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Liz Truss Says UK Must Make “Difficult Decisions” Over Challenging Human Rights Abuses In Gulf States

Liz Truss Says UK Must Make “Difficult Decisions” Over Challenging Human Rights Abuses In Gulf States

(Alamy)

3 min read

Foreign Secretary Liz Truss has defended the government’s failure to challenge human rights abuses during ongoing trade negotiations with Gulf States.

The United Kingdom government has faced repeated criticism over its relationship with Gulf states where there are multiple concerns over human rights abuses. 

Truss told MPs on Tuesday that “difficult decisions” had to be made as the country sought “alternative energy sources” in order to end reliance on Russian oil and gas.

The UK recently opened talks with the Gulf Cooperation Council (GCC), which includes Saudi Arabia, Bahrain, Kuwait, Oman, Qatar, and the UAE.

Appearing before the foreign affairs committee, Truss was unable to name an occasion on which she has challenged these states over human rights abuses.

But she defended the government’s position, claiming that the world is not “perfect” and that the GCC were “allies” of the UK.

Asked whether she believed Saudi Crown Prince Mohammed bin Salman was responsible for the murder of journalist Jamal Khashoggi in 2018, she repeated her claim that the Gulf states were UK allies.

"What I would say is that Saudi Arabia is an important partner of the United Kingdom,” she told MPs.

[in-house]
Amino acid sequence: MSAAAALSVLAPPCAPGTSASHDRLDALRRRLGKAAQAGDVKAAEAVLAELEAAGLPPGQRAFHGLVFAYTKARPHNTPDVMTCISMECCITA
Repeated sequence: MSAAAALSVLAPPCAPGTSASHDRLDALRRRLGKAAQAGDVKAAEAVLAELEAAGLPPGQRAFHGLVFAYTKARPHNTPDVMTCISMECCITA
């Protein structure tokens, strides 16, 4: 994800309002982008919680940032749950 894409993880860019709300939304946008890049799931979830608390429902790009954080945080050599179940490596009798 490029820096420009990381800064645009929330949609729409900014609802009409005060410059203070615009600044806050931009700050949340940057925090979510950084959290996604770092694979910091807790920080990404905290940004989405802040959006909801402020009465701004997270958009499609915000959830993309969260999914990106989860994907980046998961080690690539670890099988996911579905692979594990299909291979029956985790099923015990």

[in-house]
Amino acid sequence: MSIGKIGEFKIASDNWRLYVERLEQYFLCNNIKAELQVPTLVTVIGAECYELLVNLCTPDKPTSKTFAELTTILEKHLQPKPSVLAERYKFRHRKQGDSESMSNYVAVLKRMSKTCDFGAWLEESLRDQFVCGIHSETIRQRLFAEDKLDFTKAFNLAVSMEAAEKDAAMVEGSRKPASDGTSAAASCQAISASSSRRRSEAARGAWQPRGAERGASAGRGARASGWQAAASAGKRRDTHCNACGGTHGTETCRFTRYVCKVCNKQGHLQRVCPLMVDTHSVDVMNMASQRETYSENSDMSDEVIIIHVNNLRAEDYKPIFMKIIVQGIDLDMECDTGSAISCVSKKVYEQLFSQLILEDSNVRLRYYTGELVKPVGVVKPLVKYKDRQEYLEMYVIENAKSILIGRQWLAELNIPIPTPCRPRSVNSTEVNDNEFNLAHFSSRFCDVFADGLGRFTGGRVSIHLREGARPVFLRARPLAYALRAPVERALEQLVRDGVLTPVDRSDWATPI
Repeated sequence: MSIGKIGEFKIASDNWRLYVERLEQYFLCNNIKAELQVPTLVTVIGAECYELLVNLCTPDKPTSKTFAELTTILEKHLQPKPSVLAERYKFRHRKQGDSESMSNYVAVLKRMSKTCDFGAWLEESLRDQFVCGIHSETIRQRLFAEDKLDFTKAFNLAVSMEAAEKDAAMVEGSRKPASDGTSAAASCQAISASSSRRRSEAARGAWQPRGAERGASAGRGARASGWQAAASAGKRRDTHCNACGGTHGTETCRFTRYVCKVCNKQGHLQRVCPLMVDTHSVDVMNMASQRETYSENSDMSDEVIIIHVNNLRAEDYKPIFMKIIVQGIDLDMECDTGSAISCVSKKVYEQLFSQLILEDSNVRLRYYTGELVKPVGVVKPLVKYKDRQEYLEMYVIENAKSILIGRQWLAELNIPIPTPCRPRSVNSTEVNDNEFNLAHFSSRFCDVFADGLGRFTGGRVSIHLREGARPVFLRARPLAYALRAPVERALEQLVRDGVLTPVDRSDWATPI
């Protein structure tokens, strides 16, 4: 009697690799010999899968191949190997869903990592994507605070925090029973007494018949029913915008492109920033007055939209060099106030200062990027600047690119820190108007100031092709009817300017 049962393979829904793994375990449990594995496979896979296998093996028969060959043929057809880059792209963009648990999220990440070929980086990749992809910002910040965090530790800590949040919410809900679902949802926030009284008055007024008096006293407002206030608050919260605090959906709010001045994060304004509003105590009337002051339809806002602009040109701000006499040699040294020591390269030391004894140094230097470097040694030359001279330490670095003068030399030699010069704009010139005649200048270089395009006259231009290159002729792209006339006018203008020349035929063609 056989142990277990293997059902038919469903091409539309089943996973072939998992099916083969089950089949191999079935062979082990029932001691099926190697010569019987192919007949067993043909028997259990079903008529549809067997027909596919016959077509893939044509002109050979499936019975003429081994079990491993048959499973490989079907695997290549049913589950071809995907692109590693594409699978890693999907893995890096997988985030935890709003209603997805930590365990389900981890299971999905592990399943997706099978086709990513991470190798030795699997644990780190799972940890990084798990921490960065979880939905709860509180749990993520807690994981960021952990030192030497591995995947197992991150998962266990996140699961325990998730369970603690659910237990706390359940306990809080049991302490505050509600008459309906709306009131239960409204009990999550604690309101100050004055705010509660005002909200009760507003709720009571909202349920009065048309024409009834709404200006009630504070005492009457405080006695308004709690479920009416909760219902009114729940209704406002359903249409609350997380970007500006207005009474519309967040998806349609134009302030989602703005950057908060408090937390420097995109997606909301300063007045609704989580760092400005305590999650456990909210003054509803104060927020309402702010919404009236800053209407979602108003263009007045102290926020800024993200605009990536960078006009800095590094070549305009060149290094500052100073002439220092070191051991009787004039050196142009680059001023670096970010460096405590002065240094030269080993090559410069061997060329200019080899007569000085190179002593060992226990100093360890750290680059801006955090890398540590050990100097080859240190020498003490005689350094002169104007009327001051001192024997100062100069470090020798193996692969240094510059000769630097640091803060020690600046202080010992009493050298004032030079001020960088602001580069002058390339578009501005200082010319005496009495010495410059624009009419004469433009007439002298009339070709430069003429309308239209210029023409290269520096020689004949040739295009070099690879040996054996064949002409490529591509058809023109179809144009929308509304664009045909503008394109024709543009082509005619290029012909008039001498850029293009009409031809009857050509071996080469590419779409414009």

"What I am focused on is making sure we are dealing with the major threats to the world. The number one threat we are dealing with at the moment is the threat from Russia.

"In order to do that, we need to make sure we have alternative energy sources.

She continued: "We are not dealing with a perfect world. We are dealing in a world where we have to make difficult decisions and I think it is right that we build that closer trading relationship with the Gulf States.”

The foreign secretary was also challenged on when she had personally raised concerns over human rights abuses during meetings with Gulf State leaders.

"I will have to come back to the committee on precise timing of that,” she responded, before promising to write to the committee with details.

Discussing the broader aims of the UK’s aid commitments, Truss went on to suggest that the focus of aid spending had moved from alleviating poverty to “promoting freedom and democracy around the world” and challenging the expansion of China.

She said that one of her concerns over development spending in the past has been whether it is "contributing to our overall objectives of promoting freedom and democracy around the world and are we looking at it in a way that challenges some of the geo-political efforts by malign actors?"

"We need to be, of course, focused on alleviating humanitarian suffering, but we also need to look at the future geo-politics,” she added.
 

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